There is more I want to tell about yesterday’s blogpost on how I stopped with some bad habits. It’s not that I’m constantly trying to change myself or that I always succeed when I want to end with a (in my opinion) bad habit. But when I succeed, it usually has to do with the following three simple rules:
- Begin now.
- Make it a new habit by embedding it into a plan.
- Don’t give up.
The first rule is related to fairness. To myself. Do I really want to change something or is it just that I want to show my better side to other people? In many cases I plead guilty for that last reason. How easy it is in certain situations just to state firmly that it is time to change yourself for the better. And right away! That is, tomorrow. Or after the weekend. Or when a new year has started.
Why not begin right away? If you cannot or don’t want to answer this question then something is seriously wrong with your motivation. Even if you right before bedtime think that it would be good for you to start with running several times a week, you can start right at the same moment. Maybe not by putting on your running clothes and go for a first run in middle of the night (although there is nothing really against it). But you can already lay aside those same running clothes, prepare a simple breakfast and set your alarm clock a half or full hour earlier. As you know, a good preparation is half the work.
Once started the next step is to make it part of your routine. When you ask me I would say that this is only possible by putting up a schedule and stick to it. For sure in the early stages. Again the example of running: reserve two or three days on your calendar when you want to start with your training. Explain at your work why you leave early or arrive later so that your colleagues are aware of this and will not be surprised when you decline for some meetings. My experience is that a few weeks are enough for a new habit to become part of your routine.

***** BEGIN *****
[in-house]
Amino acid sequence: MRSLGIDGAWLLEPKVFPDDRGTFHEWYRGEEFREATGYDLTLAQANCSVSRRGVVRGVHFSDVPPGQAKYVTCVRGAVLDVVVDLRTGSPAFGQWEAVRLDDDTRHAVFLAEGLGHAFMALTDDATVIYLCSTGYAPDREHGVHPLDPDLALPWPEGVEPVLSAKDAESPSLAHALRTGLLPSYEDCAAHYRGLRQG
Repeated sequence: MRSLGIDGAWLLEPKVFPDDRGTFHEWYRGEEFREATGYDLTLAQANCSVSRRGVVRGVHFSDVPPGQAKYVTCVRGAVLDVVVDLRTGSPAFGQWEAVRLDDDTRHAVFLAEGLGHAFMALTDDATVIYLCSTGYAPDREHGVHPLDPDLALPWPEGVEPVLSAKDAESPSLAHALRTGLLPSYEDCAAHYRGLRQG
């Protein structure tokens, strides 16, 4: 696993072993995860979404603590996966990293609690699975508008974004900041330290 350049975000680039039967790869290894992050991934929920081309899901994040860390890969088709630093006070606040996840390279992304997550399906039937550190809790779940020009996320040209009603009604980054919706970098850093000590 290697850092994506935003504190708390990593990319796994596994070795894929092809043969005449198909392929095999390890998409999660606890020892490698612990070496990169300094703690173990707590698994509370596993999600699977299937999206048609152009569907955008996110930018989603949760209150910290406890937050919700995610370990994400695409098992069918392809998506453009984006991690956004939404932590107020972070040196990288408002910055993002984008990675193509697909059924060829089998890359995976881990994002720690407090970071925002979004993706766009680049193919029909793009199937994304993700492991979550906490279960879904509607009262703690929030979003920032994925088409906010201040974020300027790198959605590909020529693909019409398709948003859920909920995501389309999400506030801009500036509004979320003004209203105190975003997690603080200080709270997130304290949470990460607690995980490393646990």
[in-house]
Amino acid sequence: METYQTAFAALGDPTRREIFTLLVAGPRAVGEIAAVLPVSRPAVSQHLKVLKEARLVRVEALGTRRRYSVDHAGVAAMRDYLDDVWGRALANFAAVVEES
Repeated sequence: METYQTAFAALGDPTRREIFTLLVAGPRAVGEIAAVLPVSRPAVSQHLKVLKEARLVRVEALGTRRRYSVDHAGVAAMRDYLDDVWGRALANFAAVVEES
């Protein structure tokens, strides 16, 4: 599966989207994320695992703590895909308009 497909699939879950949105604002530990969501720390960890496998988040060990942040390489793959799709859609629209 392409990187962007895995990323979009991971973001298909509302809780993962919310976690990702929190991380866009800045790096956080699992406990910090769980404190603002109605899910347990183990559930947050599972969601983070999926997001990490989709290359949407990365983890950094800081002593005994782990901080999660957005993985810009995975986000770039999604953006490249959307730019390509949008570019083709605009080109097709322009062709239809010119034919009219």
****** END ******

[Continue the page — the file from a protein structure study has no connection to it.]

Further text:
The final rule is that of perseverance. Keep going. Do not give up too soon. And I am referring now to the activity itself. Again running: once you succeed to work out several times a week, try to improve in these sessions. Hold on to the next bend in the road. Only slow down at the roundabout. And so on. But this is of course also applicable to any other activity like for example reading a book. Do not stop too soon. Read to the end of a chapter. Or to a particular page number.
This all crossed my mind when I was reading a blogpost from Leo Babauta at his Zen Habits site1. It’s about procrastination, but the positive side of it. How often is it that you read that people tend to postpone things. Apparently this is deeply ingrained in us. Instead of picking up that book for further reading we continue surfing on the internet. Why not turn this around to something positive? When you are reading and feel the urge to check your twitter account, wait for a while. Instead read on. Until you feel that urge again. And delay a second time.
It is a kind of reversal of the ‘Hold on, don’t give up’ rule. Keep running. Delay slowing down as long as you can. You finally want to write that book? Do not start things which don’t not contribute to finishing your first draft. Eat more healthy? Wait as long as you can with eating unhealthy foods.
Delay delay delay.
It seems so simple but is powerful at the same time. At least when you’re really motivated to change.
So, beginning today with postponing all of your bad habits of which you want to get rid of is the first thing you need to do. And focus on the good habits that you want to learn.
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A nice interview with Leo Babauta is available at the site of Natasha Oosterloo. ↩